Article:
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In the Name of God

Written by on Wednesday, 9 November 2005
Politics and Society, Turkmenistan
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As reported by Radio Free Europe, the U.S. State Department has published its annual report on religious freedom, and there is a mixed verdict on Turkmenistan.

A panel which makes recommendations to the State Department, the U.S. Commission on International Religious Freedom, in May had sought to designate Pakistan, Turkmenistan, and Uzbekistan as “countries of particular concern.”

The State Department demurred. And though Uzbekistan and Pakistan were cited for violations, Turkmenistan was listed among the countries making significant improvements in religious freedoms. Hanford said Turkmenistan has taken a number of important steps in the past year.

“In Turkmenistan, where serious violations of religious freedom persist, we saw hopeful signs with the streamlining of legislative procedures and the registration of a number of new religious groups. Last year, the government substantially revamped laws regulating religious activities. They decriminalized violations of religious policies. They released all religious prisoners,” Hanford said.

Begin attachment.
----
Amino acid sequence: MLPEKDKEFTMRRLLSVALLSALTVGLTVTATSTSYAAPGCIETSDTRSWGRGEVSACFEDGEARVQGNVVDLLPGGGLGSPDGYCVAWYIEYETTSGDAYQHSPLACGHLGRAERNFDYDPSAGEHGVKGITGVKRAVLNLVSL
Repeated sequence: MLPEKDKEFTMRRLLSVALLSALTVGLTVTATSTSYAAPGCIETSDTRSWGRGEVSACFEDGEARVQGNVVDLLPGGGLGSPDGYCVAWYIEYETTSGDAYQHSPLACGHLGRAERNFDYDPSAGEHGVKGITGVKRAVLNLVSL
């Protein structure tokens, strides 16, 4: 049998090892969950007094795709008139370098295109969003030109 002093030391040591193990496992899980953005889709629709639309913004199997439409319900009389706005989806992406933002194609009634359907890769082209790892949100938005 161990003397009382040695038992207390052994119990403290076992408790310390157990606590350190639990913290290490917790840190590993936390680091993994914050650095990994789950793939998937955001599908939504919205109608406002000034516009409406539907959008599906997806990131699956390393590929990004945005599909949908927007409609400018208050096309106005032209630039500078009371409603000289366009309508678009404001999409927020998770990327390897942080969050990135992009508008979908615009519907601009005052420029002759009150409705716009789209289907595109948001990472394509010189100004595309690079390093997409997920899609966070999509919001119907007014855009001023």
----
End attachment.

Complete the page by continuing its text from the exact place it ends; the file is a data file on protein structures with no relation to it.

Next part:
A group of human rights organizations in September presented a detailed description of religious repression in Turkmenistan and urged the State Department to designate it a “country of particular concern.”

A prominent human rights watchdog in the U.S. Congress, Representative Chris Smith of New Jersey, said he was troubled by the positive assessment of Turkmenistan’s record. Smith said his human rights subcommittee would hold a hearing on the report on 15 November.

The report also cites a drop in reports of harassment of religious minorities as a positive development. However, reporting from Forum 18 over the last couple of years would appear to appear to cast doubt on how improved the registration process has become.
Another issue raised in the report is that of the endemic imposition of the Rukhnama text. Arguably, this has had the most damaging impact of all as it has distorted a general understanding of religious values and subordinated them government policy. In the longer term, this raises the spectre of a rise of extremism fuelled by ignorance and illiteracy. Not unsurprisingly, the Turkmen authorities are harsh on any suspect Islamic groups, which they label dismissively as Wahhabis, a fact that can only serve to harden resistance.

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